Blog: Edward CEO Davis may have met her match

No one doubts Edward Hospital CEO Pam Davis' credentials as a tough customer.

In 2003, she wore an FBI wire while meeting with thugs affiliated with the Illinois Health Facilities Planning Board so the feds could get dirt on corrupt officials seeking kickbacks from the state's “certificate of need” healthcare construction-approval process.

Former Bear Stearns & Co. Managing Director Nicholas Hurtgen pleaded guilty to a role in the scheme, and the trail of corruption led all the way up to then-Gov. Rod Blagojevich. While Hurtgen eventually withdrew his plea and all charges against him were quietly dropped, Blagojevich is now serving a 14-year prison term after being convicted on 18 charges.

The Facilities Planning Board was dissolved and replaced with an entity hoped to be harder to buy off. And, for reporters, Davis became a go-to source when seeking a critical voice against the certificate-of-need process. She also went on to become an ABC person of the week and Naperville American Legion Post No. 43's Citizen of the Year.

But I'm not sure Davis knows what she's getting into as part of a proposed merger between her 330-bed institution in Naperville, a far southwest suburb of Chicago, and Elmhurst Memorial Healthcare, anchored by a new 277-bed hospital in Elmhurst, a relatively near western suburb.

Years ago, I was city editor of the Elmhurst Press, the flagship paper of a local newspaper chain, and Elmhurst Memorial Hospital was part of my beat.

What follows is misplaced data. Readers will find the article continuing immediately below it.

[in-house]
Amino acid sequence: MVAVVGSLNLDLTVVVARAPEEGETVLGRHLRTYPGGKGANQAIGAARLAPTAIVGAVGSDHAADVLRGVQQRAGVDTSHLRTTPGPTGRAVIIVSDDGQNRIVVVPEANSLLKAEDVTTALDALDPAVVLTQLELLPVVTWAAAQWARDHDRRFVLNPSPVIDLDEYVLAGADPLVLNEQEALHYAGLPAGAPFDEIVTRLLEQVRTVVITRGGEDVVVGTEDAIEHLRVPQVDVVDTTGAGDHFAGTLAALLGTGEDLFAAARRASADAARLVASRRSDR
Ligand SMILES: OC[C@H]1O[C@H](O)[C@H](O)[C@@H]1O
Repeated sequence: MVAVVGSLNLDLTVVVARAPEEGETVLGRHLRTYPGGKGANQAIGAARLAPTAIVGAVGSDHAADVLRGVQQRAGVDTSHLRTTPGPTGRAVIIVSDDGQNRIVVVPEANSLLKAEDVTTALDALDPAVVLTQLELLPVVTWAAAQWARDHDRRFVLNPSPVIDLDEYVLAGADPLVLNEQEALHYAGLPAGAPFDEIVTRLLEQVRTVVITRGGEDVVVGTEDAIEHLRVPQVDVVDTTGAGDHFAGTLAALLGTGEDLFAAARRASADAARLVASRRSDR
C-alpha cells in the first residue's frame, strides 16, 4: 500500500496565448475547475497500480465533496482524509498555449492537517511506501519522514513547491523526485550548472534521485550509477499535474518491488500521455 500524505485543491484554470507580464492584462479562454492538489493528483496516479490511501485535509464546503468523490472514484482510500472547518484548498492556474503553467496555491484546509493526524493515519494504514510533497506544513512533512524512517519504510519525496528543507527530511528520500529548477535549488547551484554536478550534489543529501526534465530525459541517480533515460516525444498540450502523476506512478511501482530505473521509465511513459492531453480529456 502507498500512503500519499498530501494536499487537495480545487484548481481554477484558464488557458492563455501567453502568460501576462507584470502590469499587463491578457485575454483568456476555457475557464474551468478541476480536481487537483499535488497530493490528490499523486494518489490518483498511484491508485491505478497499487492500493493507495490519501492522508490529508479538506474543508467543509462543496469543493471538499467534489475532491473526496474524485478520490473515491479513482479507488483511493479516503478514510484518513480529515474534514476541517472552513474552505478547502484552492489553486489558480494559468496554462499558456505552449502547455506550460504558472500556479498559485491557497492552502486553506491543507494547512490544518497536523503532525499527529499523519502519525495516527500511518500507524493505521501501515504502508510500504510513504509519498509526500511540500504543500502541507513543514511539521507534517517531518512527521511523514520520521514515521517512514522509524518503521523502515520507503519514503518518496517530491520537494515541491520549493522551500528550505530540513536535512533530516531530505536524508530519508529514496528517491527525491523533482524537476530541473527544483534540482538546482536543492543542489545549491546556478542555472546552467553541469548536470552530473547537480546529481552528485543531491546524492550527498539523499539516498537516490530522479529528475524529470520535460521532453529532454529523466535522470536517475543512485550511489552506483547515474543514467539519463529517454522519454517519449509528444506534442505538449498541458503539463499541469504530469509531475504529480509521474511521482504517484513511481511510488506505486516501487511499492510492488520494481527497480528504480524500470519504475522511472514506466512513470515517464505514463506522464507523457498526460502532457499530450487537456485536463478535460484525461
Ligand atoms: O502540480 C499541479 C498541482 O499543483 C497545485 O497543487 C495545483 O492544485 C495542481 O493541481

The citizens of Elmhurst, who back then sent conservative icon Rep. Henry Hyde to Congress year after year, had a stubborn streak and were used to getting their way when it came to healthcare facility matters.

While the new Elmhurst Memorial is built on a nonresidential property once occupied by a fabled car dealership, the old facility was surrounded by homes and neighbors fought hard against any hint of expansion.

In one instance, neighbors vociferously protested plans for a rooftop helipad. Allowing rooftop landings would eliminate the existing system of emergency transport that involved helicopters landing in a nearby park where waiting ambulances would then take patients the rest of the way to the hospital. Despite hospital officials' pledges that it would only be used a handful of times a month and the related noise would be no louder than a lawnmower, neighbors steadfastly opposed the plan complaining about potential noise and safety concerns.

They successfully blocked the project.

Another time, hospital officials thought they were offering a solution to a downtown parking shortage when they sought permission to build an employee parking lot at their clinic. But the lot would be built on the east side of the street that marked the eastern border of the business district. Residents maintained the lot had to be built on the west side of the street (on property the hospital didn't own), or not to be built at all. The west side of the street was OK, the neighbors said. But building it on the east side was encroachment into the residential neighborhood.

They successfully blocked the project.

Pam Davis may think she had problems with the old state facilities planning board, but Elmhurst residents may give her even more trouble.

Follow Andis Robeznieks on Twitter: @MHARobeznieks.